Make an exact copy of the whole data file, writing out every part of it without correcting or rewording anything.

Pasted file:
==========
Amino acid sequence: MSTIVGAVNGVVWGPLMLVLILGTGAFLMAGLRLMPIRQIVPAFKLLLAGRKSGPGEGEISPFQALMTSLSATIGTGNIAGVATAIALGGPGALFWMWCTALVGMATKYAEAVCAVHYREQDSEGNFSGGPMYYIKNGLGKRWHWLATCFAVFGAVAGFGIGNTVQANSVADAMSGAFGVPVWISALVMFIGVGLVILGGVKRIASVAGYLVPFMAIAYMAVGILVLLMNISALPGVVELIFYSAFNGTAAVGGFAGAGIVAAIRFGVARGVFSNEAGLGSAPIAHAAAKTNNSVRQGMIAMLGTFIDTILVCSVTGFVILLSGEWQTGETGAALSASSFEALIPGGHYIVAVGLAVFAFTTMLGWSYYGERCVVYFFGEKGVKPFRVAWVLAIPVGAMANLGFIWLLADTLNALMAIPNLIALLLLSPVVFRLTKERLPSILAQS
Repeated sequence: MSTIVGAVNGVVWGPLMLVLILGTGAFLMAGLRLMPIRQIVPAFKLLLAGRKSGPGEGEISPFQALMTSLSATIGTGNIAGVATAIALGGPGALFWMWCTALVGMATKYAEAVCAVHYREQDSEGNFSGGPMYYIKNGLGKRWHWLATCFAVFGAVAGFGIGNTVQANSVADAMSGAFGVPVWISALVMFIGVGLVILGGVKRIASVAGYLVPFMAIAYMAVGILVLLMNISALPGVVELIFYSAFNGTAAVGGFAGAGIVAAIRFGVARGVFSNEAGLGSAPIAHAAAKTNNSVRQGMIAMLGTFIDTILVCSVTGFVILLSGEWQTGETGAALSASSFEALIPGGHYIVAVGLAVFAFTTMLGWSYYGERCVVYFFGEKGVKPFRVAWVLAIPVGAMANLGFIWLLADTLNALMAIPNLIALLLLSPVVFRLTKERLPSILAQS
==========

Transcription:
Amino acid sequence: MSTIVGAVNGVVWGPLMLVLILGTGAFLMAGLRLMPIRQIVPAFKLLLAGRKSGPGEGEISPFQALMTSLSATIGTGNIAGVATAIALGGPGALFWMWCTALVGMATKYAEAVCAVHYREQDSEGNFSGGPMYYIKNGLGKRWHWLATCFAVFGAVAGFGIGNTVQANSVADAMSGAFGVPVWISALVMFIGVGLVILGGVKRIASVAGYLVPFMAIAYMAVGILVLLMNISALPGVVELIFYSAFNGTAAVGGFAGAGIVAAIRFGVARGVFSNEAGLGSAPIAHAAAKTNNSVRQGMIAMLGTFIDTILVCSVTGFVILLSGEWQTGETGAALSASSFEALIPGGHYIVAVGLAVFAFTTMLGWSYYGERCVVYFFGEKGVKPFRVAWVLAIPVGAMANLGFIWLLADTLNALMAIPNLIALLLLSPVVFRLTKERLPSILAQS
Repeated sequence: MSTIVGAVNGVVWGPLMLVLILGTGAFLMAGLRLMPIRQIVPAFKLLLAGRKSGPGEGEISPFQALMTSLSATIGTGNIAGVATAIALGGPGALFWMWCTALVGMATKYAEAVCAVHYREQDSEGNFSGGPMYYIKNGLGKRWHWLATCFAVFGAVAGFGIGNTVQANSVADAMSGAFGVPVWISALVMFIGVGLVILGGVKRIASVAGYLVPFMAIAYMAVGILVLLMNISALPGVVELIFYSAFNGTAAVGGFAGAGIVAAIRFGVARGVFSNEAGLGSAPIAHAAAKTNNSVRQGMIAMLGTFIDTILVCSVTGFVILLSGEWQTGETGAALSASSFEALIPGGHYIVAVGLAVFAFTTMLGWSYYGERCVVYFFGEKGVKPFRVAWVLAIPVGAMANLGFIWLLADTLNALMAIPNLIALLLLSPVVFRLTKERLPSILAQS